Although Simpson is the central character, this is as much a biography of Edward: just as nothing could separate them in life, no biographer can separate them in death. On every page you wince as they once more step towards a life of exiled futility. 

Norwich said that his father was the only person who dared to warn Edward of the inevitable outcome, “that the whole blame for the catastrophe [of the Abdication] would be placed on Wallis, now and in history”. Edward did not heed this warning. There is no doubt that the tragic flaw that drives the story was his obsessive determination to have his own way, at all costs, in matters of love. This trait was revealed last year in Rachel Trethewey’s Before Wallis, which portrayed him as obsessive in his pursuit of his girlfriend of the moment. With Simpson, this obsessiveness reached the level of total dependency and blindness to all reason. 

“Yes, but…” I kept wanting to say to Pasternak, who impresses on us that Simpson implored the prince to let her go, so she could return to her sweet, gracious, noble husband, Ernest. “I feel I am better with him than with you,” she wrote to Edward from the dismal rented house in Felixstowe in Suffolk where she was staying just before her divorce trial in Ipswich, “and so you must understand.” 

She offered to return all the gifts Edward had given her, as well as the “life-changing sum of money” he had bestowed on her — although she was enchanted 

by the royal lifestyle, she was emphatically not (Pasternak claims) a gold-digger. On crackly telephone lines, as she went into hiding in France in December 1936 when the news of the affair broke in the British press, she was overheard shouting at him: “Never leave your country. You cannot give in. You were born to this. It is your heritage.” 

Edward took no notice, but she could just have not married him, couldn’t she? Or perhaps not. You just try having Edward VIII in love with you and see if you can escape. He simply went ahead and abdicated. 

The story is made odder and sadder when you consider that Simpson never menstruated, so could never have children (a source of infinite sadness to her), and that (as Lady Cynthia Gladwyn explained to Hugo Vickers, who told it to Pasternak), “the prince had sexual problems. He was unable to perform.”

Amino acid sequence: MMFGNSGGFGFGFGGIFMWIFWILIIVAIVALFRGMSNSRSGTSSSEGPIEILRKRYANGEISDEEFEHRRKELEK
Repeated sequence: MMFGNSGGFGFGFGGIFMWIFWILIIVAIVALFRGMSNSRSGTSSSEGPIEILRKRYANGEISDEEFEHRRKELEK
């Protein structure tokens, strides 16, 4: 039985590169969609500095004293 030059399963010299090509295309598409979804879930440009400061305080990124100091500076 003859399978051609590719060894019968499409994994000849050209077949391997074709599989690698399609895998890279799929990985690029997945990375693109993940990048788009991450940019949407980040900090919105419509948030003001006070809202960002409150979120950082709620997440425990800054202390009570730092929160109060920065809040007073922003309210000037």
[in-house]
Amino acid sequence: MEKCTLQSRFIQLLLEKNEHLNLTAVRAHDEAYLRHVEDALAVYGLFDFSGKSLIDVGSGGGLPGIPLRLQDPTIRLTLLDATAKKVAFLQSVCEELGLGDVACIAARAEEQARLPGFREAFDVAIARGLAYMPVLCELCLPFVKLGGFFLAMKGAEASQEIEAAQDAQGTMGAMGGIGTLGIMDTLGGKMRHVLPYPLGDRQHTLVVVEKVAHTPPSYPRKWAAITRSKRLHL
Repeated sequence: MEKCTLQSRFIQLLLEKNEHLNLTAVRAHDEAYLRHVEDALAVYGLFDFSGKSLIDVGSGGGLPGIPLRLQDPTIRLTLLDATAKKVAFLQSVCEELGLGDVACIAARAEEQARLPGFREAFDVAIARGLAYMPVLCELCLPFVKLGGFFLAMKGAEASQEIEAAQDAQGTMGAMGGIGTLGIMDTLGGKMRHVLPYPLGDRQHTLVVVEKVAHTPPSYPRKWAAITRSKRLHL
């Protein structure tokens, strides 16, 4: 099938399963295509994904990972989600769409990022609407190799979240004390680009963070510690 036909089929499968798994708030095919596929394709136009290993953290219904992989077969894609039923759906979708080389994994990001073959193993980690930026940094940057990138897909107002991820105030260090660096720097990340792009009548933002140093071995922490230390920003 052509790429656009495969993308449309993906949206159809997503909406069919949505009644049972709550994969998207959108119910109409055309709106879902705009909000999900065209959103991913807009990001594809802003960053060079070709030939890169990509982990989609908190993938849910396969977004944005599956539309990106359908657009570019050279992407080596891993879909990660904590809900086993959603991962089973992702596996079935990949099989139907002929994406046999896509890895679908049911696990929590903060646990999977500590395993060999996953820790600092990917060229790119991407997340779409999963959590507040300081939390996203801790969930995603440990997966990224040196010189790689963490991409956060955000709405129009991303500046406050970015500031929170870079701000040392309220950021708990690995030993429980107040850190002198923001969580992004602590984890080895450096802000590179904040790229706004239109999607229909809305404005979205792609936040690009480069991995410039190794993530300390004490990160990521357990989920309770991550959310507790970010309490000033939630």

Here are some of Simpson’s traits that Pasternak mentions to build up a positive image. She was a wonderfully attentive hostess: if there was a legendary bore at the dinner table, she was the one who took the trouble to talk to them. She was a calming influence on the impossibly demanding Edward, whose bitterness towards his family (who persistently refused to meet his wife) increasingly infected his life. Each morning of their married life she wrote a “programme” for him and put it on the hall table, to help him to get through the long, pointless day ahead. 

She loved her dear American aunt Bessie. She wrote affectionate letters to friends. She loved Ernest (but she did divorce him). It’s not true that she flew from the Bahamas to Miami every week during the war to have her hair done, but she and Edward did like shopping in Washington DC occasionally, taking 73 pieces of luggage. 

Wise Ernest, who understood and cherished her, gently told her the truth about how inextricably bound up she was with Edward. “Would your life ever have been the same if you had broken it off? I mean, could you have settled down in the old 

life and forgotten the fairyland through which you had passed? My child, I do not think so.” 

Among the book’s excellent photographs, some published for the first time, there’s a hauntingly sad one of Simpson looking out of a window of Buckingham Palace watching the Trooping the Colour, utterly desolate, before Edward’s funeral in 1972. On that day, at last, she was invited to ride along The Mall with the Queen Mother in an open-topped carriage, but she declined. That gesture of friendship and reconciliation, one that would have brought so much happiness to Edward, had come too late.